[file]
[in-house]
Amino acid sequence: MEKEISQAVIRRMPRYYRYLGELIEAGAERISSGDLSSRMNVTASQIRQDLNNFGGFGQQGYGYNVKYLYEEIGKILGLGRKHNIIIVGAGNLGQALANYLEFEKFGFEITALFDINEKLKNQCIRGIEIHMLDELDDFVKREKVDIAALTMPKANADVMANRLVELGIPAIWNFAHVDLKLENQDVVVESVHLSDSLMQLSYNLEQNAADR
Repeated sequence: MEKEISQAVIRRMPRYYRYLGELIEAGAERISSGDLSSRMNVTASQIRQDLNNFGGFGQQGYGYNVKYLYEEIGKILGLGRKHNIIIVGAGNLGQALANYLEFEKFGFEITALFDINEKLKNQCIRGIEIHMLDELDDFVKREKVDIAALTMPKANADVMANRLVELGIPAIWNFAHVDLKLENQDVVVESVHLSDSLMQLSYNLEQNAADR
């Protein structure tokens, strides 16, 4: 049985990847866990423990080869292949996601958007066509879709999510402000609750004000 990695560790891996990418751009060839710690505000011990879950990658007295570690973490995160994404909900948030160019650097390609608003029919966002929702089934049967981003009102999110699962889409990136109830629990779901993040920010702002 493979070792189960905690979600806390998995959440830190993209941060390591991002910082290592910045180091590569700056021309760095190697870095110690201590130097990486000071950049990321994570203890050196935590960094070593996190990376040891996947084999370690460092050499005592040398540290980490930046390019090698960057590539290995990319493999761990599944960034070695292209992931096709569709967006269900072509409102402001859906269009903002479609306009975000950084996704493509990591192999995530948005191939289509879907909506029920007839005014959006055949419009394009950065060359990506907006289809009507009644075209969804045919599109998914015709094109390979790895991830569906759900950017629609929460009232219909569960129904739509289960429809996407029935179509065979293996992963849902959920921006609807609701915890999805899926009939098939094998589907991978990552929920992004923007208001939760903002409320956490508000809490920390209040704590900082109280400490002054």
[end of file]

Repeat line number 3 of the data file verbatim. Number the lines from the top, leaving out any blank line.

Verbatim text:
Repeated sequence: MEKEISQAVIRRMPRYYRYLGELIEAGAERISSGDLSSRMNVTASQIRQDLNNFGGFGQQGYGYNVKYLYEEIGKILGLGRKHNIIIVGAGNLGQALANYLEFEKFGFEITALFDINEKLKNQCIRGIEIHMLDELDDFVKREKVDIAALTMPKANADVMANRLVELGIPAIWNFAHVDLKLENQDVVVESVHLSDSLMQLSYNLEQNAADR